Considering the age of Liberia and where the country is today, as the first independent African country, what can we really boast of as our achievements? What can we show to indicate the long years of existence? Incontestably, newly independent countries are far ahead of Liberia in terms of growth and development. Unimaginably, despite the enormous natural resources of the country, we are still living in abject poverty because of bad governance and lack of national development blueprint. The disposable income, sometimes referred to as the “take- home-pay” cannot even take the people home. After more than 160 years, many parts of the country remain isolated and inaccessible because of lack of roads. Many of the people still feel marginalized because they feel that they are not benefiting from the many resources of the country.

Because of the lack of health facilities, simple illnesses are taking the lives of people, while in other areas; sick people have to walk for hours to seek medical treatment. In some cases, according to reports, some of them die before reaching such point for treatment. In the next few days, the University of Liberia will be administering its entrance and replacement examinations to thousands of candidates, desirous of acquiring higher education, but the institution may not cope with the number of persons desirous of entering. This is another serious problem because of the lack of educational facilities to accommodate the number of persons seeking higher education. Thank God that we have realized the need for community colleges in parts of the country. But this is not the solution to the number of persons seeking higher education as those leaving those institutions still require more higher education. Plans should be afoot to deal with those leaving these community colleges.

Regarding football, as stated earlier, we produced the first African as the world’s best footballer. But how far have we gone with our sporting programs, despite the many talents in the country? To date, there is no plan for the various games. We are only involved in haphazard programs whenever there is an international match. Our local soccer league is discouraging. By now, we should not only be talking about producing the best footballer in the world at some point, but also boasting about better sporting programs. But thank God that Lenn Eugene Nagbe, a lover of the game, is now in the driver’s seat. We are watching and waiting to see.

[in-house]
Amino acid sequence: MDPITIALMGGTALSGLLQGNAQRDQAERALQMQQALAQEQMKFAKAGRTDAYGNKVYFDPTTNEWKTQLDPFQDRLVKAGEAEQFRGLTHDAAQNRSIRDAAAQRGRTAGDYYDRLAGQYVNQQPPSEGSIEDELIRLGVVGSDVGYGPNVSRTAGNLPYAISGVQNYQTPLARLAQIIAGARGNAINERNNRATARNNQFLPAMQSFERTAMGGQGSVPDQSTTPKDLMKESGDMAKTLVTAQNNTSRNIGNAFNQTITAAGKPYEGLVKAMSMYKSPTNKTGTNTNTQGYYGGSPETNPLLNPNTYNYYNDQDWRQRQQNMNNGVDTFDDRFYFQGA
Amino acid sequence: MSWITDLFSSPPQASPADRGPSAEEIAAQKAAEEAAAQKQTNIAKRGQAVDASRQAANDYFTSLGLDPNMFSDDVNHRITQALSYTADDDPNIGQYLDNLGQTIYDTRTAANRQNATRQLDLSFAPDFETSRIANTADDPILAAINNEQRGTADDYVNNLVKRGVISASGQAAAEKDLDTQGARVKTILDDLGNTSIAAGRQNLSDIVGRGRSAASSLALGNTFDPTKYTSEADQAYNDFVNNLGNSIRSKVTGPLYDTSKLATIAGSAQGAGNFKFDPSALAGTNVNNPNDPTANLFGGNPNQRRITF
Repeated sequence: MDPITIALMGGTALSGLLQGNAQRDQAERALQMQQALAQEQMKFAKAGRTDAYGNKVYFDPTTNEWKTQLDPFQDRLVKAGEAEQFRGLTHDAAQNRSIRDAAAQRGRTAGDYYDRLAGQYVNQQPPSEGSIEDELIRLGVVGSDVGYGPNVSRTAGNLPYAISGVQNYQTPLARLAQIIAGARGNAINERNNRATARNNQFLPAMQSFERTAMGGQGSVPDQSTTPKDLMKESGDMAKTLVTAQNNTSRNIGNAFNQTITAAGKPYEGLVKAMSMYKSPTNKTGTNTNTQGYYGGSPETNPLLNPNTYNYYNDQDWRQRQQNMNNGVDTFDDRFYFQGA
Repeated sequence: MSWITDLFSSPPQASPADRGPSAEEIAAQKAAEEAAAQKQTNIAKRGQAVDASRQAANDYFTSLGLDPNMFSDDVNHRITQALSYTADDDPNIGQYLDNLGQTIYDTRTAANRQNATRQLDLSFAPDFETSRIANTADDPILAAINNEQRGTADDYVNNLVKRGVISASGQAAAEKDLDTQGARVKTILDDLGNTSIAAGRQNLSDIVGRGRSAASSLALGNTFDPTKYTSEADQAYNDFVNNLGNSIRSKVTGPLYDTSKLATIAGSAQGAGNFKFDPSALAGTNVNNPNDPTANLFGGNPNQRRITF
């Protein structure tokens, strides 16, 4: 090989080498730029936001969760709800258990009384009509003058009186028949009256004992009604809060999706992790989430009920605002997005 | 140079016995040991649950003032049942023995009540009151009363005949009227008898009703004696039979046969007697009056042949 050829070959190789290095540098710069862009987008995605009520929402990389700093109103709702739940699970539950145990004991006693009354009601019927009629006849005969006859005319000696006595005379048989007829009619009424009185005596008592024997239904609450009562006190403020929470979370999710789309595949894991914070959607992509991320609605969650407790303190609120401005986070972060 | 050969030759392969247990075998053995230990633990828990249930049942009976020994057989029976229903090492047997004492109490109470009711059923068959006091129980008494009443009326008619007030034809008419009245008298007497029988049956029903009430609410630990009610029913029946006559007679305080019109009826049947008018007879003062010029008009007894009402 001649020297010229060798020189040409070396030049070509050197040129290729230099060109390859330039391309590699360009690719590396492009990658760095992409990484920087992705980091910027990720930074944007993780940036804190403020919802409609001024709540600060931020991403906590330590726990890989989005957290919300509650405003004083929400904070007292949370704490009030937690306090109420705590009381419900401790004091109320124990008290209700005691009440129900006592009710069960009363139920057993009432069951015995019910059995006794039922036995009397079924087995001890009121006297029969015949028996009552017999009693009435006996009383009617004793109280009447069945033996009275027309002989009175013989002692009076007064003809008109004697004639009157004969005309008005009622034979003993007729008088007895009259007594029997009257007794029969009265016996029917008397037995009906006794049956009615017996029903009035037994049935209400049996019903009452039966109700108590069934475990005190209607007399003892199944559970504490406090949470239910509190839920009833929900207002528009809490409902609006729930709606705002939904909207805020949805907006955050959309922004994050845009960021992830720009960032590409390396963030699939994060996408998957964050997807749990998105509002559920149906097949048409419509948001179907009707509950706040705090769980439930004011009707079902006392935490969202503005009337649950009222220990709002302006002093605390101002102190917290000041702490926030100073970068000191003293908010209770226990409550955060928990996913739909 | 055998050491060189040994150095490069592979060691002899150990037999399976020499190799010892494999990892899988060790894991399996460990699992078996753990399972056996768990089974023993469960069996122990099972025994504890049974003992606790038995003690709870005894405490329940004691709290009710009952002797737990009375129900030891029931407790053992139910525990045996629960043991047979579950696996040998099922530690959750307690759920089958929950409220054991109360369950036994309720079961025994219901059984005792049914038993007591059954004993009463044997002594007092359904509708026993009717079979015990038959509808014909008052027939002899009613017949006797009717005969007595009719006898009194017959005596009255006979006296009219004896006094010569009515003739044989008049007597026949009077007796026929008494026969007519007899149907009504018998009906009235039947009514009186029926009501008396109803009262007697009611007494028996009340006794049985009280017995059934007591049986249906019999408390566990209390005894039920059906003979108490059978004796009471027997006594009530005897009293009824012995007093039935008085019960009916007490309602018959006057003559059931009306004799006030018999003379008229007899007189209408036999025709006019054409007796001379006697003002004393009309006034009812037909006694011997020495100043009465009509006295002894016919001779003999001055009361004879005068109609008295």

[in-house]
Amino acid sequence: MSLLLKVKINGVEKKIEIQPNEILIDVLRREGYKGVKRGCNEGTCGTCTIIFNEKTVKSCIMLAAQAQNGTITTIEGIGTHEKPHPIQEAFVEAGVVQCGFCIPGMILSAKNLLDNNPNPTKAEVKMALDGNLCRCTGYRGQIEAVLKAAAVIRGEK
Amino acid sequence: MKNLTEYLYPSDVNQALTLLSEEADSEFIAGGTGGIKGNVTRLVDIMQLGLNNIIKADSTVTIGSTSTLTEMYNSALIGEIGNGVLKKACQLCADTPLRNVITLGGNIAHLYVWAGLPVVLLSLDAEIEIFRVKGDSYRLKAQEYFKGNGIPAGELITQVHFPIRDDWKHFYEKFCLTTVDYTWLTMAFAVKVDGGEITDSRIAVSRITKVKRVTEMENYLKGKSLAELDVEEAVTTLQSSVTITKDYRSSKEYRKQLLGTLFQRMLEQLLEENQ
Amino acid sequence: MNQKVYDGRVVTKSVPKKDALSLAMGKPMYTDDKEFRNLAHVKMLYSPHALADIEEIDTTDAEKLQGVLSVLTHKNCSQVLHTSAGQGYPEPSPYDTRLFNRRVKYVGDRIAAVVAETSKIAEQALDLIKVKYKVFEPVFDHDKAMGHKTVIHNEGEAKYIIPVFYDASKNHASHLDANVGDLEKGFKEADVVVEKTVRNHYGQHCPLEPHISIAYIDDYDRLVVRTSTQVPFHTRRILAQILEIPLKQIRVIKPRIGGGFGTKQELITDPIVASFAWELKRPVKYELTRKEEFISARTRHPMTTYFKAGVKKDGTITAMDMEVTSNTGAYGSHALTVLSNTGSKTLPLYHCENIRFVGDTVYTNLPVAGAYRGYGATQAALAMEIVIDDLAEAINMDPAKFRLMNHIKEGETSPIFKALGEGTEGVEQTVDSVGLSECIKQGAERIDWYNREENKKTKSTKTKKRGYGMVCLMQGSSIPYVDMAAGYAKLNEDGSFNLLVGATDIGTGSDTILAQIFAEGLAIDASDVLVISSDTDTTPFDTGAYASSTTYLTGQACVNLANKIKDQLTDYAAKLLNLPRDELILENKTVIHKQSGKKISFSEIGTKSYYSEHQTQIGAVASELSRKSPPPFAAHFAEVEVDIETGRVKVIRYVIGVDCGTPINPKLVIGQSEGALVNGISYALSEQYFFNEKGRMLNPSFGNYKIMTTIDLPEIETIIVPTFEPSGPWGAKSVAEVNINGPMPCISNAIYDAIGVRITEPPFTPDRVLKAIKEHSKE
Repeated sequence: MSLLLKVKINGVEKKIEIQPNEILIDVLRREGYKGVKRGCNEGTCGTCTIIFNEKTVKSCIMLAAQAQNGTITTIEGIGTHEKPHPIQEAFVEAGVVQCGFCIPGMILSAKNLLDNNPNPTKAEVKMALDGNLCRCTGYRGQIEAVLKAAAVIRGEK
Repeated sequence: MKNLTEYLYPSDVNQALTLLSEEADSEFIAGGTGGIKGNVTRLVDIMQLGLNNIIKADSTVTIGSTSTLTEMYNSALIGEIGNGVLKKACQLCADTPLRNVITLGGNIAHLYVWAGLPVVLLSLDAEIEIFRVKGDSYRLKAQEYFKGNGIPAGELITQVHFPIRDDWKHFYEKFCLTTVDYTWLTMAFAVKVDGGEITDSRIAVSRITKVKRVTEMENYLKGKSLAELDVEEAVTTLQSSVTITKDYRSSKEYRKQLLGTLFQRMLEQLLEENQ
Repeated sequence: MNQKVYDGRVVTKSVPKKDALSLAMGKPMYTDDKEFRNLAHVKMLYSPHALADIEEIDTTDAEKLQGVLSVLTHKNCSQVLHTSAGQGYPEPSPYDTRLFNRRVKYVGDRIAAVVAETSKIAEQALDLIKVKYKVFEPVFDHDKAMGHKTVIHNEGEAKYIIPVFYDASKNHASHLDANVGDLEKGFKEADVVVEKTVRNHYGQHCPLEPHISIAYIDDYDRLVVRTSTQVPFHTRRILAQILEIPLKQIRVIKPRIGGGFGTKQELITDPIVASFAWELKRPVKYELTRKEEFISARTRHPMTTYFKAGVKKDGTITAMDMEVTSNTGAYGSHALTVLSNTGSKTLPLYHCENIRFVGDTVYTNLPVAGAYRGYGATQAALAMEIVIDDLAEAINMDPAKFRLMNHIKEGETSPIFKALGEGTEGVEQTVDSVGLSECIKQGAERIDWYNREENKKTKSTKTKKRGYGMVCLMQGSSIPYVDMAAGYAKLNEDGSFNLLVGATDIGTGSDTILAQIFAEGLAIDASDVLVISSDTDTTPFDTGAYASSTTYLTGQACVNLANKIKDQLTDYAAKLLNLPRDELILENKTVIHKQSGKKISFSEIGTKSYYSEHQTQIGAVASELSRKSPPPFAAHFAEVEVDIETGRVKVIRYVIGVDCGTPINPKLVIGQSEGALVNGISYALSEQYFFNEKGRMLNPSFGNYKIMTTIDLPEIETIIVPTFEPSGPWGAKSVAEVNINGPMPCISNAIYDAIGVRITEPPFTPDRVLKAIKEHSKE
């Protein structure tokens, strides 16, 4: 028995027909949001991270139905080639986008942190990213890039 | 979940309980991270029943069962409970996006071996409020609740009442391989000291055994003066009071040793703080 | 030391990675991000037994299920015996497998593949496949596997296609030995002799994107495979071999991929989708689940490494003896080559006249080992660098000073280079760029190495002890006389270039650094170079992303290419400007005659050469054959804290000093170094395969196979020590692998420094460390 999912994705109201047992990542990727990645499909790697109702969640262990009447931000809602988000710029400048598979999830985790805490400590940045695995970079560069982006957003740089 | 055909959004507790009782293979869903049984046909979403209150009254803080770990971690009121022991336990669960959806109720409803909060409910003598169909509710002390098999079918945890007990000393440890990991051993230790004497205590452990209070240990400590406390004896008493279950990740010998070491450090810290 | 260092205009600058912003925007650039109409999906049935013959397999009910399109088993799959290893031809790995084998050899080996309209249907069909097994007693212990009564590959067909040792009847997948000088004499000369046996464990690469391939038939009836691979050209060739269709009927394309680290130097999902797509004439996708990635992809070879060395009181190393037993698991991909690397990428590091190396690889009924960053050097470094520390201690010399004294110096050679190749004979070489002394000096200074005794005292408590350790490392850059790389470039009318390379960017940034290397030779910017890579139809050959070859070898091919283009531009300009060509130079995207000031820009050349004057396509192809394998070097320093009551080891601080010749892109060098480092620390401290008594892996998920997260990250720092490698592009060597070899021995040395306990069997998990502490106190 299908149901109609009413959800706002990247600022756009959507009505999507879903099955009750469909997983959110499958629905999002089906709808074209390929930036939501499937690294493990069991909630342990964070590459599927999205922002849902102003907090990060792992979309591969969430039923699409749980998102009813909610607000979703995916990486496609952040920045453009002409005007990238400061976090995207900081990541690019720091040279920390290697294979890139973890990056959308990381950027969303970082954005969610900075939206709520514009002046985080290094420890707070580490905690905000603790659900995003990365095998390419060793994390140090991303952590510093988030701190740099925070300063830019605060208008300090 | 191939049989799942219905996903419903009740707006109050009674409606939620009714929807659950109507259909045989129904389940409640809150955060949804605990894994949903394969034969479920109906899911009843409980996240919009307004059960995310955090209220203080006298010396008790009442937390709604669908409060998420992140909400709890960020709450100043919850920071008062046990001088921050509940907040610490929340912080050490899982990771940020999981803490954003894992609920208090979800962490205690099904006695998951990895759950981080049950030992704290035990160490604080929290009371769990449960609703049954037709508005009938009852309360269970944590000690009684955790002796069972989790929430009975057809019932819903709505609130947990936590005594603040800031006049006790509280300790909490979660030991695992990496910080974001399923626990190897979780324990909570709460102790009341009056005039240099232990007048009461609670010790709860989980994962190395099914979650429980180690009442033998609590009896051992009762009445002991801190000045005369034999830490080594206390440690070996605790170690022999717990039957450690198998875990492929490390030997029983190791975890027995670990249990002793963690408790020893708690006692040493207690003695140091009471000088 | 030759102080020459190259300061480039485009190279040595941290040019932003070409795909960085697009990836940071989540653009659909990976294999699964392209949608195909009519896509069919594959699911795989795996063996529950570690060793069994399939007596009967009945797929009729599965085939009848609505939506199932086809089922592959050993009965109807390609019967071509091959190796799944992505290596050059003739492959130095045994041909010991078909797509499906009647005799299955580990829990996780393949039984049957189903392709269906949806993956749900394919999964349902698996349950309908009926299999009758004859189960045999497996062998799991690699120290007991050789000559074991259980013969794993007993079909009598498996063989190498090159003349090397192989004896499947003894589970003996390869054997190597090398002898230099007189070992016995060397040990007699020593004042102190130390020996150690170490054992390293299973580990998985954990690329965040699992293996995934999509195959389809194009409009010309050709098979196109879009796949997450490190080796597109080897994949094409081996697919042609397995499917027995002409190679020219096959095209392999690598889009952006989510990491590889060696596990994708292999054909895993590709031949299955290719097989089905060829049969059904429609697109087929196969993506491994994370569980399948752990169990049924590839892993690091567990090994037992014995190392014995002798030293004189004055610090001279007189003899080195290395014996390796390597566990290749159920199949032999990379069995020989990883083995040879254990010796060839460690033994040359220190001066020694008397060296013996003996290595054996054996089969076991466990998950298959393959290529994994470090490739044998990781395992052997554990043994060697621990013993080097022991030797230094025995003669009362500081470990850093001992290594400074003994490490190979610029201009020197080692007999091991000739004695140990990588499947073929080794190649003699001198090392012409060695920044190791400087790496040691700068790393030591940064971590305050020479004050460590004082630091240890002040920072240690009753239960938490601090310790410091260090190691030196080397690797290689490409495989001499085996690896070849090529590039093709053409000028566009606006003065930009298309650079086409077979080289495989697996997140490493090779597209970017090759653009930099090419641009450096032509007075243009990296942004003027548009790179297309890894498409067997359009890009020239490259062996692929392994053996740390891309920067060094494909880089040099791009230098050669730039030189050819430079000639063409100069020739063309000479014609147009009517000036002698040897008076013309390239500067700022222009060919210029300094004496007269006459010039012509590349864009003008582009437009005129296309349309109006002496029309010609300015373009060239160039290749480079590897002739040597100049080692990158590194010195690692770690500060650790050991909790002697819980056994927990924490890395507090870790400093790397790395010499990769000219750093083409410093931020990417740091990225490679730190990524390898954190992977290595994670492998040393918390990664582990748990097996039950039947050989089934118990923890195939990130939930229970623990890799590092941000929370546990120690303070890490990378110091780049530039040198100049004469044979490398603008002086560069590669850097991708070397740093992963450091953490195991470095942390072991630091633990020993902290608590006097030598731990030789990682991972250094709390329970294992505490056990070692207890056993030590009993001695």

Yes, it is good to beat our chests to proudly speak of Liberia being the first in certain things in life but equally so, we as a nation and people should be able to match the issue of first with actions to put us ahead of others. We should not continue to be lagging behind. National polices should be geared towards taking the people from mat to mattress, and moving the country from backwaters to prosperity. As leaders, we should see ourselves as servants of the people and the country and therefore, do everything that will be beneficial to all. Concessional agreements should always be scrupulously reviewed for the benefit of the country and people.

Today, we should not only be happy that for the first time, a Liberian President has been invited to attend the G8 Summit but we should begin to think what this means for the country and what the international community expects from us as a people and nation. Surely what the international community expects, is good governance, freedom of the press and speech, the rule of law, the due process of law, equitable distribution of the resources of the country, so that a few will not undeservedly benefit, while the bulk of the people live in poverty, as well as decentralization of development programs to bring about needed development projects in all parts of the country.

To conclude, there is nothing wrong with us bragging of being the first in some situations, but at the same time, we should do those things to bring about growth and development in this country. As someone afar, I am happy to see the President in the international media at the Summit, but there are still challenges; we should not be complacent over this issue of “first;” we should press forward by doing those things in the interest of the country and its people, by putting country and people’s interest above all other things.